Skip to Content

Folic acid linked to lowering birth defects in babies

Remaining Ad Time Ad - 00:00

LA CROSSE, Wis. (WXOW) - With January representing National Birth Defects Prevention nationwide, doctors point out that women who take a folic acid supplement before they become pregnant, lower the risk of congenital disabilities by as much as 50 to 70 percent.

Research shows folic acid can specifically help lower birth defect risks that involve the brain or spinal cord, which can cause neurologic complications that may trigger anything from a learning disability on up to a condition like spina bifida.

Folic acid is part of the vitamin-B family. Its purpose serves many functions, but the main reason doctors recommend the supplement is because it helps the body form healthy cells.

"Research worldwide has shown that it is typically a combination of a healthy diet along with supplements that provide the best benefit," said Ishan K. Shah, M.B.B.S. Resident Physician at Mayo Clinic Health System.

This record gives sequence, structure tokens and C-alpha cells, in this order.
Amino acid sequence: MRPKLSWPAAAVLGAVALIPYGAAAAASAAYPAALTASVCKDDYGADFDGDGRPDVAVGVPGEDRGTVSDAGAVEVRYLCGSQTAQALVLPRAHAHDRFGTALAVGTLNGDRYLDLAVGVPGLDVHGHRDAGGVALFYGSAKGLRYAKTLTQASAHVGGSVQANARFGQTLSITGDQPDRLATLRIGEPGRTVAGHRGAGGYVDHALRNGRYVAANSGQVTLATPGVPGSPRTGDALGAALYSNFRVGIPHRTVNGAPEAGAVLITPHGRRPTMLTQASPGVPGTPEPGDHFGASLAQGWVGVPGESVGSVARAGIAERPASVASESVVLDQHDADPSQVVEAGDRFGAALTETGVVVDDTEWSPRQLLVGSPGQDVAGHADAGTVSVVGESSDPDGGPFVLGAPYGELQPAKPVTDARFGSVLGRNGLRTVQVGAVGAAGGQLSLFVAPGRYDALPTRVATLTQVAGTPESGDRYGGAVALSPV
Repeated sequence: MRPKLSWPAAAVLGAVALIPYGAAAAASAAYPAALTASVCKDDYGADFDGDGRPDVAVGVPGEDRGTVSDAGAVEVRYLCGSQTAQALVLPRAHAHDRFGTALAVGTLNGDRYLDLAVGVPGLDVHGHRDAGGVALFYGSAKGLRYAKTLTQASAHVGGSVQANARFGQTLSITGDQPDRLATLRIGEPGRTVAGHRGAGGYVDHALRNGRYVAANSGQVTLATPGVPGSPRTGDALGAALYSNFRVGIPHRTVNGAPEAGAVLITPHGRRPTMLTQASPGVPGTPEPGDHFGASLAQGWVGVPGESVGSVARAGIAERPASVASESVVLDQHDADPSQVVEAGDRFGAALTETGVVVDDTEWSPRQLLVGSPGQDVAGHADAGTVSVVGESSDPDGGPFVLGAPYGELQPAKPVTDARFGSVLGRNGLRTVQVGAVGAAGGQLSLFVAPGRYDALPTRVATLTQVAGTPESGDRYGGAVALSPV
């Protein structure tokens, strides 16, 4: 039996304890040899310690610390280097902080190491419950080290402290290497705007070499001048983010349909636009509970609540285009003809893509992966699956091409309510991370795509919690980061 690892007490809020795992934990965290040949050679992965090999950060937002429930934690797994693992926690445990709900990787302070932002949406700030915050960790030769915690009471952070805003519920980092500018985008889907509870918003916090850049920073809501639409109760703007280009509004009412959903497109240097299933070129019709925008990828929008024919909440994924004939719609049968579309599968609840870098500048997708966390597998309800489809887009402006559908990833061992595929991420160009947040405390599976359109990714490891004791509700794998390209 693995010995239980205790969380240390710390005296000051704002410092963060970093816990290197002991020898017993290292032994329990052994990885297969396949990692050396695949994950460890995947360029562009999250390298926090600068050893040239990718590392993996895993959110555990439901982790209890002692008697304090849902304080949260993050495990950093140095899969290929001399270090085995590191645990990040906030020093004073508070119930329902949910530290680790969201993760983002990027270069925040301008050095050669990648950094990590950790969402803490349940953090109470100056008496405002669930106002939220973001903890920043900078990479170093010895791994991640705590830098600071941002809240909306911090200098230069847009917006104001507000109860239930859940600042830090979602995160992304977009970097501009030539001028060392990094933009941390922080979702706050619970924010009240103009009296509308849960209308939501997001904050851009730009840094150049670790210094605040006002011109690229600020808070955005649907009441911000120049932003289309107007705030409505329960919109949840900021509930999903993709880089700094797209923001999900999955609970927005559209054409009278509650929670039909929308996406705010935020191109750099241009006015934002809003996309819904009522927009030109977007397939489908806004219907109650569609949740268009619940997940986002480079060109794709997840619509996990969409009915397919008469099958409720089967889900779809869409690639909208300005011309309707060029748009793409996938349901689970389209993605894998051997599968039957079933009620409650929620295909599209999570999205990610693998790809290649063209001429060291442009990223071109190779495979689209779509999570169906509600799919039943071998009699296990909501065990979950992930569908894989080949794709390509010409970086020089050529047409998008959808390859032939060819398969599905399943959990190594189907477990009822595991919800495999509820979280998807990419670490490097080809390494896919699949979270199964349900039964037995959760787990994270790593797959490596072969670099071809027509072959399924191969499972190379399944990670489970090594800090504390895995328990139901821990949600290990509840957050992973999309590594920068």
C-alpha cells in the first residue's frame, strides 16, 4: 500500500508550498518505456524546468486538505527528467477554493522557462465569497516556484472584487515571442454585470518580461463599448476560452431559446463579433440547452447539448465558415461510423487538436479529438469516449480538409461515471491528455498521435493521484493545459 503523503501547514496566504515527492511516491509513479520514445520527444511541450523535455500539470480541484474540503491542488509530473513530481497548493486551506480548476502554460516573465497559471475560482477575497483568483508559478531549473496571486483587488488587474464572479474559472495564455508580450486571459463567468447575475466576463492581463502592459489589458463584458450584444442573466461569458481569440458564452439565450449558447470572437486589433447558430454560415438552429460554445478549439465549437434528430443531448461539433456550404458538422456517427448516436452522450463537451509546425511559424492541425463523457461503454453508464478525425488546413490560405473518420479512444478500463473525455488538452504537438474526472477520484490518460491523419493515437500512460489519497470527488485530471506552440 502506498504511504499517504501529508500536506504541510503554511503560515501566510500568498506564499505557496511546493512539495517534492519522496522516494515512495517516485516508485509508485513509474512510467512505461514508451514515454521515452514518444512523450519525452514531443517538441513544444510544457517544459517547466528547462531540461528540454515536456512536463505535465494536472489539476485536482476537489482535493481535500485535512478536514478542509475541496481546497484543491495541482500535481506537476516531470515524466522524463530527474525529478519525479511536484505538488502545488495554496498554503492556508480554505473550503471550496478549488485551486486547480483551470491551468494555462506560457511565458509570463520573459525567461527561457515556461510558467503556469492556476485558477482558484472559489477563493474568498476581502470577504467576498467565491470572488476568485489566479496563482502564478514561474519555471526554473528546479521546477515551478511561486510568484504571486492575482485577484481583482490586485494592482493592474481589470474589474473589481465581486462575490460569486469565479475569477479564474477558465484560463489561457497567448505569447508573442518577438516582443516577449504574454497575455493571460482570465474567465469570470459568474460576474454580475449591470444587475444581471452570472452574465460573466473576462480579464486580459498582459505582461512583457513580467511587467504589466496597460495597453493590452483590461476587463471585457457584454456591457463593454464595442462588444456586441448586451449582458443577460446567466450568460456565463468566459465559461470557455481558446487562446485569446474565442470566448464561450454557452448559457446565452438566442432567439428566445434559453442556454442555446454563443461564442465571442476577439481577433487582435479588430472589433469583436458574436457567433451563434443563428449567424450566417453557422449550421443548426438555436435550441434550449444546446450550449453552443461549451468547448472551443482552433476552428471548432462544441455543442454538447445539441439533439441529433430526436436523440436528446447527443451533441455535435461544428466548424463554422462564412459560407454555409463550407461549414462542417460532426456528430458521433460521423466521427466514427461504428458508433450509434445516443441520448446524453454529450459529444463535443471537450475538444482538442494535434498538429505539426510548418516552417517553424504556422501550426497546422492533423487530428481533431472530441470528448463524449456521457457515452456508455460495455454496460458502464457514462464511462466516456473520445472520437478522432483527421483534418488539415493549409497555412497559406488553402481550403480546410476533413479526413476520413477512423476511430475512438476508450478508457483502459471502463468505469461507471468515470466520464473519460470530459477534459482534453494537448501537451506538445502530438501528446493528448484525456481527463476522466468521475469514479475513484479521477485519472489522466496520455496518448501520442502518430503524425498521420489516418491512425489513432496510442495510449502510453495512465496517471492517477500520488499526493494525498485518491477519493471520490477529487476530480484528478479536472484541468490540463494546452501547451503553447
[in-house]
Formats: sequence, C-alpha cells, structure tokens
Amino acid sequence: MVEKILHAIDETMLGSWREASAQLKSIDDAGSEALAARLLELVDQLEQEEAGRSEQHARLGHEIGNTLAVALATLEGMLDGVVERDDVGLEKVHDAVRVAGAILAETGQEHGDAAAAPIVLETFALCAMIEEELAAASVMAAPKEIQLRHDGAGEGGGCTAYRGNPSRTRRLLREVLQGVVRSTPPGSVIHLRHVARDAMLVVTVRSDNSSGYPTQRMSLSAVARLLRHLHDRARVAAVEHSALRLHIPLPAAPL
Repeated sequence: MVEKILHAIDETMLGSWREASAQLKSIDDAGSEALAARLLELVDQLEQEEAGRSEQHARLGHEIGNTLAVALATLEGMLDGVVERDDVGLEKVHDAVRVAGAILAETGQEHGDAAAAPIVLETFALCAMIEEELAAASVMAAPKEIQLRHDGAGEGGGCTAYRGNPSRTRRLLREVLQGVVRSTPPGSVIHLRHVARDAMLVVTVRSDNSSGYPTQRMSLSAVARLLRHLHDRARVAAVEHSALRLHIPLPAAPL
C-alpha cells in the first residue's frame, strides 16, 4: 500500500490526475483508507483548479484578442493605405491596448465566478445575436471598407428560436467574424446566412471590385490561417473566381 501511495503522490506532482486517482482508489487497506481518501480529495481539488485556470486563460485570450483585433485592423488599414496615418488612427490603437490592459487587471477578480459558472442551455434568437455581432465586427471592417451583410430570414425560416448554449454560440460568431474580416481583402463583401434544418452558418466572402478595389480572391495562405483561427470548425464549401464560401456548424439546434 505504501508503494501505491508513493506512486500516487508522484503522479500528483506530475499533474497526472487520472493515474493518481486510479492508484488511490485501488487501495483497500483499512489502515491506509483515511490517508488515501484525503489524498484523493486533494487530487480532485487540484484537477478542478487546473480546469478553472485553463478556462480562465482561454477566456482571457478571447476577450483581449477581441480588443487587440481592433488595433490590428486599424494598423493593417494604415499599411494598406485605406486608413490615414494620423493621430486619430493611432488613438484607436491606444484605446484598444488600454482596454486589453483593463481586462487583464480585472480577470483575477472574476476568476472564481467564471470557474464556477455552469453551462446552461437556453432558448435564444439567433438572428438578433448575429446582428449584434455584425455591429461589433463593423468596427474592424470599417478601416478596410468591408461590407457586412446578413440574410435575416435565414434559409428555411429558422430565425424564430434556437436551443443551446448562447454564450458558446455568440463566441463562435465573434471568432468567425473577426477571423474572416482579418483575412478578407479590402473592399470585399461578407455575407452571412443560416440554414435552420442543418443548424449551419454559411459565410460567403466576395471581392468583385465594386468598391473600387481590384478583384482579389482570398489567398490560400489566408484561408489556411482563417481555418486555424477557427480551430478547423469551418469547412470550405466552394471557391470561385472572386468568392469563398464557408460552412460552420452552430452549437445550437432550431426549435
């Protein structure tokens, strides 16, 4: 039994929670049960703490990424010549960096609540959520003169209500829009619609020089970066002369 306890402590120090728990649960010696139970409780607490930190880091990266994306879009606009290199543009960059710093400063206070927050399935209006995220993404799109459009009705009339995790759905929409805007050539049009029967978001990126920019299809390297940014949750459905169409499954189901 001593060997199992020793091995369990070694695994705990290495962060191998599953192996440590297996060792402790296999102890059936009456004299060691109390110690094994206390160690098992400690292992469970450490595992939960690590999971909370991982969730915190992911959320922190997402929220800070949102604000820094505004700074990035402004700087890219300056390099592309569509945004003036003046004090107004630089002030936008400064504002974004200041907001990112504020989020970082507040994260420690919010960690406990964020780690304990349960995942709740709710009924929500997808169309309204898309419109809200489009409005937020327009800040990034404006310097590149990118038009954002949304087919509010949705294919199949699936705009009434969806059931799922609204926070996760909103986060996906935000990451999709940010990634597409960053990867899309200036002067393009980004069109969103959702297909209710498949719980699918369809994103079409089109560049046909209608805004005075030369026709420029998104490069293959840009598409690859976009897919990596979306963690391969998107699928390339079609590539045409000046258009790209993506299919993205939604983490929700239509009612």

Doctors recommend women who are trying to conceive or are pregnant, take 400 micrograms of folic acid every day and have a healthy diet of fruits, vegetables, and lean meats.

"While most pregnancies are 50 percent unplanned, I recommend women to get on a multivitamin that includes folic acid ideally," said Dennis Costakos, M.D., Neonatal Medicine Chair at Mayo Clinic Health System.

As far as the paternal link to the baby, low folic acid levels in the father have found not to be a contributing factor in a baby's development.

Shah and Costakos said folic acid is essential for everyone because a lack of folate can cause anemia. Shah said that if someone is to feel tingling or numbness, especially in their hands and feet, to seek medical attention, because anemia might be the cause.

Costakos said while we cannot prevent all birth defects, there are more steps to increase a woman's chance of having a healthy baby.

Healthy pregnancy tips

Lindsey Ford

Lindsey Ford is a multi-media journalist.

Skip to content